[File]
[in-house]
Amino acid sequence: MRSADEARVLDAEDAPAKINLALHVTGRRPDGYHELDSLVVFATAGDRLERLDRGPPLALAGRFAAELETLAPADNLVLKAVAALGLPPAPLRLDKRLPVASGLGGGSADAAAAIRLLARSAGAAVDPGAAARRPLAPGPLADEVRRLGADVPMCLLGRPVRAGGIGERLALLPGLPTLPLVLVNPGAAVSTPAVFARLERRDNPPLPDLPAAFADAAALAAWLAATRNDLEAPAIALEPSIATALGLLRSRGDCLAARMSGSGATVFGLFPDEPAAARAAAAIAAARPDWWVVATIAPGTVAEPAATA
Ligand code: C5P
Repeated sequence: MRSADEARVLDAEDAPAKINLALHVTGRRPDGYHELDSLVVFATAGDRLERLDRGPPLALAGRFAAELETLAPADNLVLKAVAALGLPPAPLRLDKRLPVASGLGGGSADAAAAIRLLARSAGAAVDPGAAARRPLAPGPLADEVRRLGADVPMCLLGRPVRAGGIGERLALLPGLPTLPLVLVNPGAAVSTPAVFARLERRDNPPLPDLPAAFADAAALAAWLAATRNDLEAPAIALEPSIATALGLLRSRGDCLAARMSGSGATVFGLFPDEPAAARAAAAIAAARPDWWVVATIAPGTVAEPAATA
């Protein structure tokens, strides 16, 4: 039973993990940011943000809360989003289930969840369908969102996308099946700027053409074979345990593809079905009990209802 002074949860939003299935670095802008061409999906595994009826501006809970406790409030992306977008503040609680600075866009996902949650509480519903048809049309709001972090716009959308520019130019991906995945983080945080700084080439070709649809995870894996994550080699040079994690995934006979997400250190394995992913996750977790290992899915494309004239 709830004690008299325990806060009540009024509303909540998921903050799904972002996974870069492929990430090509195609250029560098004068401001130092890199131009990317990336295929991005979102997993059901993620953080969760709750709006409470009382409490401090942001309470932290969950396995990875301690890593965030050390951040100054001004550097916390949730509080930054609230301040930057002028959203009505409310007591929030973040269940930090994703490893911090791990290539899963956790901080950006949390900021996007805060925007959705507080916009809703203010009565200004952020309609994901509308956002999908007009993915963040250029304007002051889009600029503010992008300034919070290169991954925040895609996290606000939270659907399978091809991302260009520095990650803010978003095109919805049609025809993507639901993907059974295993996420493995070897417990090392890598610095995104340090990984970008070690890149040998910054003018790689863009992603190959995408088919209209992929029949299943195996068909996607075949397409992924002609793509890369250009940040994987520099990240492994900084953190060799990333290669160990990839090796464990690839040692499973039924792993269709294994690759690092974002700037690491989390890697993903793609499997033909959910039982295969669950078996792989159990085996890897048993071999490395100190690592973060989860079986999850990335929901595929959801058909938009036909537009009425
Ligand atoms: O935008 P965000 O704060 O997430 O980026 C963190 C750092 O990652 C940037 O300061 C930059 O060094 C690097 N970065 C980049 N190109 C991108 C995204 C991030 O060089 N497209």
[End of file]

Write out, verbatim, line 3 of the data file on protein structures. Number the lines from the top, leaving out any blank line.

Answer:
Ligand code: C5P